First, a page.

All the standard clichés narrowed down to two sentences; such is worthy of a gold medal at the Propaganda Olympics. For others of a more pompous and grandiose bent it often takes more; either way they’re still so very, very tired. ‘Our way of life’ always refers to those who benefit most from the counterterrorist narrative — that being the one that associates challenges to the right of global corporations to use second and third world countries as colonies for exploitation as they see fit with threats to freedom, as noted. So of course Londoners are those who work in Parliament, or City Hall, or businesses, they being the ones who benefit most from corporate globalism.

Londoners who work casually or part-time, on the other hand, maybe not so much. Londoners who are out of work, remember them? They don’t fit the standard narrative about our way of life, hence unpeople — paradoxically enough much like the forgotten victims of our terrorism which is also conveniently swept under the rug much like the many and increasingly terminal shortcomings of an increasingly dysfunctional political system which in the US has of late produced a true monstrosity. But such is the will to carry on with the standard counterterrorism narrative that the politicians who wax lyrical about our majestic virtues need reminding of Donald Trump.

I would just like to say I for for one can’t wait for the Internet Troll President to start sounding off about the glories of electoral democracy and western civilization.

An extra special effort in articulating completely predictable but false outrage (since it never inspires anyon who espouses it to address the root causes, cf. Chomsky’s comment about the best way to prevent terrorism being to stop participating in it) came from Australian PM and corporate sock puppet Malcolm Turnbull who announced that, ‘This is an assault on every democracy, every parliament, every free nation.’

In what pass for representative democracy in the west, the assaults on democracy are coming from a far different source — that source being neoliberalism — and have done so unrelentingly for some decades now. But again, never let the facts get in the way of a good story. The increasingly threadbare character of the counterterrorism narrative is absolutely no reason to stop using it as long as there are rubes willing to believe that their interests and those of the transnational oligarchy are one and the same. Of even more interest in Turnbull’s case is that what appears as a statement of solidarity is in fact a subtle form of convergence, part of what renowned sociologist Stuart Hall described as part of a ‘signification spiral’ of strategies designed to shift blame though the production of deviance and the construction of moral panics, ie.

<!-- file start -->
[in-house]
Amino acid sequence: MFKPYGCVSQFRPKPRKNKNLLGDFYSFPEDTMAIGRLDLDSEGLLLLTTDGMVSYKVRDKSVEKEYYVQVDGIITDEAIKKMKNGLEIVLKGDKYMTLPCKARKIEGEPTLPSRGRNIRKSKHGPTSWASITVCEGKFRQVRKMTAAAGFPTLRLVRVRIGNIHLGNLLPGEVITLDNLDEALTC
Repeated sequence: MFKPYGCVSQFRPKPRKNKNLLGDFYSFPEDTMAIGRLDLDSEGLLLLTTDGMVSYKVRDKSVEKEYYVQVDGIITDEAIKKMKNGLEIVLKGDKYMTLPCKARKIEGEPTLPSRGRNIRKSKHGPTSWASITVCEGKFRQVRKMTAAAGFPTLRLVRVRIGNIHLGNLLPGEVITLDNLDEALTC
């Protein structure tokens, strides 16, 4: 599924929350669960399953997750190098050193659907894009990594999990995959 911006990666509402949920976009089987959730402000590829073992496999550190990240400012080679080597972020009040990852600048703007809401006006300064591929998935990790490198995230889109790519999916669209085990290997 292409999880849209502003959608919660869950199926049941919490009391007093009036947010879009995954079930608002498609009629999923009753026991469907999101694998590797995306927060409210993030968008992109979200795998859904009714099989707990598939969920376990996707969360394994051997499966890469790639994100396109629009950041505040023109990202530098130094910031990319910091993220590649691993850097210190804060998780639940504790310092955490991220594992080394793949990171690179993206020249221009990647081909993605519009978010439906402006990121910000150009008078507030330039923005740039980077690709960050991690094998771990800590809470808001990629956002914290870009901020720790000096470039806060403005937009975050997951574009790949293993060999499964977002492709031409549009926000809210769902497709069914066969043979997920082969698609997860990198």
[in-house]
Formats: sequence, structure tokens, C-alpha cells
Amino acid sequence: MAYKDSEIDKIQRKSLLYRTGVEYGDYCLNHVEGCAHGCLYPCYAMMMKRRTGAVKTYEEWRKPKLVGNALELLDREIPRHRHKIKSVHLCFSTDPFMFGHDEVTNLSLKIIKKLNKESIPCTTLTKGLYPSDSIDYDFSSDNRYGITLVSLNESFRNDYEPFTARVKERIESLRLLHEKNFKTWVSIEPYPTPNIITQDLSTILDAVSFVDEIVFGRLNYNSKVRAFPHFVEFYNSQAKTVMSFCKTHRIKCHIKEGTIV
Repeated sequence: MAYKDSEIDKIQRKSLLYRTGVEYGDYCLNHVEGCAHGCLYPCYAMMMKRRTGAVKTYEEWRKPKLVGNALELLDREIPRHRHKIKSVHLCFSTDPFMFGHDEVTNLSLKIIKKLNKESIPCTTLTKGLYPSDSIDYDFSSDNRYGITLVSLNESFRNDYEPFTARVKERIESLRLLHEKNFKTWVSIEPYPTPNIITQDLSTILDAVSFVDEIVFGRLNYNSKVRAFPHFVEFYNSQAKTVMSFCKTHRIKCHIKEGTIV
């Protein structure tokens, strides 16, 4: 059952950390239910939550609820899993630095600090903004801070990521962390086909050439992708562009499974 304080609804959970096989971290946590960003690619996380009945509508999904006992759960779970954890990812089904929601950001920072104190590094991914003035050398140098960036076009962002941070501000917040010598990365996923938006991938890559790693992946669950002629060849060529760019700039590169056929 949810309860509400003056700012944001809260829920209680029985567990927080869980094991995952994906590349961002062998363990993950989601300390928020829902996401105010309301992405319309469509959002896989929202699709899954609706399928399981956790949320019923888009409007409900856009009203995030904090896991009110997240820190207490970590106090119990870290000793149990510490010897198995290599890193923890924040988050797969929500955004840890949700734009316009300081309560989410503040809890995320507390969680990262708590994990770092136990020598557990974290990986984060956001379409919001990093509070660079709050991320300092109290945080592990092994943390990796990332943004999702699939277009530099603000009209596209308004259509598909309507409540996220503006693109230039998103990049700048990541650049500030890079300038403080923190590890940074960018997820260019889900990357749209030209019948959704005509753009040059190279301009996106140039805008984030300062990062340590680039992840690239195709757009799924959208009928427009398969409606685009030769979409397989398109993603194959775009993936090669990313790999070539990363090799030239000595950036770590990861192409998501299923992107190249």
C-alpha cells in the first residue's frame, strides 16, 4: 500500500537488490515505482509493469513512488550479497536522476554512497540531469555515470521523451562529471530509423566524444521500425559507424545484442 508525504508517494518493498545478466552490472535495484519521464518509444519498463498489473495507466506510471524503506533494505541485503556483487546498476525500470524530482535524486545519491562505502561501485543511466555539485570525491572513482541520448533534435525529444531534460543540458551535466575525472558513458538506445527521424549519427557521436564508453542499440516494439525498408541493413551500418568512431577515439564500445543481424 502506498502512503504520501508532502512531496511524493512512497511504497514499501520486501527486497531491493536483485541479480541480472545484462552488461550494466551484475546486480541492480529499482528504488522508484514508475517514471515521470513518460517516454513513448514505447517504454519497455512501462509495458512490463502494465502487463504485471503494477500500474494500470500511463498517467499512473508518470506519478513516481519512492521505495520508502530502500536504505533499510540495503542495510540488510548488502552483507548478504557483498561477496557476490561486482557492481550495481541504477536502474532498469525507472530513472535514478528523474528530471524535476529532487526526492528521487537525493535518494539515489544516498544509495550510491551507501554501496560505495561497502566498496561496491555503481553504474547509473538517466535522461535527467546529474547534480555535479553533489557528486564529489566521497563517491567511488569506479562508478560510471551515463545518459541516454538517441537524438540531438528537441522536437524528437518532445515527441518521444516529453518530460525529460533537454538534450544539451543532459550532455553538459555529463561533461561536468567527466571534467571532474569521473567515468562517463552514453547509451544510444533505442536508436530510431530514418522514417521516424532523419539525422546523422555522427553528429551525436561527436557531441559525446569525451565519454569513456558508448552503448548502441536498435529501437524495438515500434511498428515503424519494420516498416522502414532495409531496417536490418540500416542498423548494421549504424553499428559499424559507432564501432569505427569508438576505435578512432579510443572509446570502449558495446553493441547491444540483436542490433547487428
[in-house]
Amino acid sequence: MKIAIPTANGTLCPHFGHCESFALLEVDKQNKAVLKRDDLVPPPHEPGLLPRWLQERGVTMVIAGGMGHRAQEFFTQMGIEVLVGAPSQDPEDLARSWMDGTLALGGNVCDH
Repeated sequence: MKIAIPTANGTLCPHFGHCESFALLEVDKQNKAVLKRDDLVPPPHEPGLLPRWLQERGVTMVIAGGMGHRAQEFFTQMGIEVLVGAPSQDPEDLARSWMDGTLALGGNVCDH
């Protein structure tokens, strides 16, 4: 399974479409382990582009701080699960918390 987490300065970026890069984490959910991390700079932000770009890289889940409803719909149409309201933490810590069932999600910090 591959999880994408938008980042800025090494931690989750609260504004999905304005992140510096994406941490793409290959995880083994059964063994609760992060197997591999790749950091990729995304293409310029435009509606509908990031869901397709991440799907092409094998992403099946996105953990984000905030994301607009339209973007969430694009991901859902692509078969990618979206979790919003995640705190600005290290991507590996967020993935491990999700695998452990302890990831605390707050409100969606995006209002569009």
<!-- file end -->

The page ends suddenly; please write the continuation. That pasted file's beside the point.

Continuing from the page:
a) The intensification of a particular issue;
b) The identification of a subversive minority’;
c) ‘Convergence’ or the linking by labeling of the specific issue to other problems;
d) The notion of ‘thresholds’ which, once crossed, can lead to further escalation of the problem’s ‘menace’ to society;
e) The element of explaining and prophesying, which often involves making analogous references to the United States – the paradigm example;
f) The call for firm steps (Hall et al; Policing the Crisis, 220).

There is nothing more paradigmic where counterterrorist narratives are concerned than the United States, though the idea that freedom and human rights there is under greater threat from anyone other than the Trump administration and the Deep State might perhaps serve to explain why President Anyone For Golf has to the time of writing been restrained from indulging his characteristic grandiosity. Even his handlers can see that Trump spouting that shit about the majestic values of democracy would have people rolling in the aisles.

The political class and the corporate media don’t hate terrorism, they love it. If the facts were otherwise, they would not turn themselves into the world’s biggest free public relations mouthpiece for terrorism there is. They love terrorism so much they need to make terrorism out of things that aren’t terrorism, and people who aren’t terrorists. Just ask the Newburgh Four. When someone decides that they want to take their problems out on other people and don’t feel like being classed as a common criminal, they can claim affiliation to Islamic State in the aftermath to pretend that their pure and simple lashing out was an expression of anything other than their incapacity for self-restraint, or to deal with their own problems constructively and without engaging in criminal violence. In this respect, the use of counterterrorism narratives to rationalize things like keeping terror alerts high in the face of zero evidence to actually justify doing so only serves to enable this kind of behavior.

It is no secret why the powers that be should be so attached to them. The refusal to make any distinction between the interests of the world as a whole and American interests — much less to say the class privilege of wealthy elites (‘American interests’ in counterterrorism narratives) and the common interests of everyone — has been and remains the tool that the political class in the west and the corporate interests they serve have used to rationalize invading other countries to steal their resources and prop up the value of the dollar and dismantle civil liberties at home in the name of national security. If we ever stopped for a moment to ask ourselves why we don’t reflect on our own shortcomings and why we can’t brook criticism, then we would know why terrorist atrocities and violent incidents never stop happening. But then there would be no culture of counterterrorism, or more honestly just terrorism, to use as an excuse to avoid ourselves.

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Ben Debney is a PhD candidate in International Relations at Deakin University, Burwood, Melbourne. He is studying moral panics and the political economy of scapegoating. Twitter: @itesau